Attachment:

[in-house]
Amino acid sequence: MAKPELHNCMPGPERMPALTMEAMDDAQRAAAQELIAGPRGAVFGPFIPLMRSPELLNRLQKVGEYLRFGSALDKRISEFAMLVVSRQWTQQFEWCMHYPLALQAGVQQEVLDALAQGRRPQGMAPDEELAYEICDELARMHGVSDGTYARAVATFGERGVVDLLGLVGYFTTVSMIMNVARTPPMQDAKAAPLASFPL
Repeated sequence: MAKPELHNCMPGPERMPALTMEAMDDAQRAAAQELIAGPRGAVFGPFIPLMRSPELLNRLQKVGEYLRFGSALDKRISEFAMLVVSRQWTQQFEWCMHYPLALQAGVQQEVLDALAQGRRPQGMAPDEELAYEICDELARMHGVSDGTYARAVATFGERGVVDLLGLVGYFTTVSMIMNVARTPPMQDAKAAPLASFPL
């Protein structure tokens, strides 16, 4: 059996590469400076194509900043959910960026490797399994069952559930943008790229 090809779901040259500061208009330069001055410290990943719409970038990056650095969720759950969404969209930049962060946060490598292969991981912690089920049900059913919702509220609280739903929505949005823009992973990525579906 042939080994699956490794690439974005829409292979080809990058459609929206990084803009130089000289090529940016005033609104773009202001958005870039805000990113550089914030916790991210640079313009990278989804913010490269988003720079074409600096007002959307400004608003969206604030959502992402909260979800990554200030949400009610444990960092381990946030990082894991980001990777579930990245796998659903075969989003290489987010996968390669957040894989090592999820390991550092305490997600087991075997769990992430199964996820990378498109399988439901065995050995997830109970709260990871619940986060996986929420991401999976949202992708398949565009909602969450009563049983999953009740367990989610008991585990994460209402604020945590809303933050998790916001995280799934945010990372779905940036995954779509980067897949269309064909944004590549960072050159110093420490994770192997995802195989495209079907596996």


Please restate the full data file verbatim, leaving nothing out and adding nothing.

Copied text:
[in-house]
Amino acid sequence: MAKPELHNCMPGPERMPALTMEAMDDAQRAAAQELIAGPRGAVFGPFIPLMRSPELLNRLQKVGEYLRFGSALDKRISEFAMLVVSRQWTQQFEWCMHYPLALQAGVQQEVLDALAQGRRPQGMAPDEELAYEICDELARMHGVSDGTYARAVATFGERGVVDLLGLVGYFTTVSMIMNVARTPPMQDAKAAPLASFPL
Repeated sequence: MAKPELHNCMPGPERMPALTMEAMDDAQRAAAQELIAGPRGAVFGPFIPLMRSPELLNRLQKVGEYLRFGSALDKRISEFAMLVVSRQWTQQFEWCMHYPLALQAGVQQEVLDALAQGRRPQGMAPDEELAYEICDELARMHGVSDGTYARAVATFGERGVVDLLGLVGYFTTVSMIMNVARTPPMQDAKAAPLASFPL
């Protein structure tokens, strides 16, 4: 059996590469400076194509900043959910960026490797399994069952559930943008790229 090809779901040259500061208009330069001055410290990943719409970038990056650095969720759950969404969209930049962060946060490598292969991981912690089920049900059913919702509220609280739903929505949005823009992973990525579906 042939080994699956490794690439974005829409292979080809990058459609929206990084803009130089000289090529940016005033609104773009202001958005870039805000990113550089914030916790991210640079313009990278989804913010490269988003720079074409600096007002959307400004608003969206604030959502992402909260979800990554200030949400009610444990960092381990946030990082894991980001990777579930990245796998659903075969989003290489987010996968390669957040894989090592999820390991550092305490997600087991075997769990992430199964996820990378498109399988439901065995050995997830109970709260990871619940986060996986929420991401999976949202992708398949565009909602969450009563049983999953009740367990989610008991585990994460209402604020945590809303933050998790916001995280799934945010990372779905940036995954779509980067897949269309064909944004590549960072050159110093420490994770192997995802195989495209079907596996």